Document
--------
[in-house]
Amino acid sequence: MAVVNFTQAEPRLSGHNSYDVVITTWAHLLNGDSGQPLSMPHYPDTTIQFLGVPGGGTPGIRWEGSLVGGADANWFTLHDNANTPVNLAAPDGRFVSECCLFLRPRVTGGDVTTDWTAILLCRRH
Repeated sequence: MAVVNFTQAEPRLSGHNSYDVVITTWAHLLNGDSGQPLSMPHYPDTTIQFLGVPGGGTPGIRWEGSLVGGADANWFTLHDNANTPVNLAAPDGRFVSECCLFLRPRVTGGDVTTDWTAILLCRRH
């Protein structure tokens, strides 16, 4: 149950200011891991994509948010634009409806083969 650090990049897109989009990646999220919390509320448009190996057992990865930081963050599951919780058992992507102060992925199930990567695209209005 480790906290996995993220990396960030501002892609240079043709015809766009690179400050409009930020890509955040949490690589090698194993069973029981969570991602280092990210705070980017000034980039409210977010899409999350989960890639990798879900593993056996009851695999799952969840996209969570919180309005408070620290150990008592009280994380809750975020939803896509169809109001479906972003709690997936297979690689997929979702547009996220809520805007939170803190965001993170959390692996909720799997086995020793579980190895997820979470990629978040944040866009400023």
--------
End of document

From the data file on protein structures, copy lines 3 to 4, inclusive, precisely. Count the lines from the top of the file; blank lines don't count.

Repeated sequence: MAVVNFTQAEPRLSGHNSYDVVITTWAHLLNGDSGQPLSMPHYPDTTIQFLGVPGGGTPGIRWEGSLVGGADANWFTLHDNANTPVNLAAPDGRFVSECCLFLRPRVTGGDVTTDWTAILLCRRH
């Protein structure tokens, strides 16, 4: 149950200011891991994509948010634009409806083969 650090990049897109989009990646999220919390509320448009190996057992990865930081963050599951919780058992992507102060992925199930990567695209209005 480790906290996995993220990396960030501002892609240079043709015809766009690179400050409009930020890509955040949490690589090698194993069973029981969570991602280092990210705070980017000034980039409210977010899409999350989960890639990798879900593993056996009851695999799952969840996209969570919180309005408070620290150990008592009280994380809750975020939803896509169809109001479906972003709690997936297979690689997929979702547009996220809520805007939170803190965001993170959390692996909720799997086995020793579980190895997820979470990629978040944040866009400023």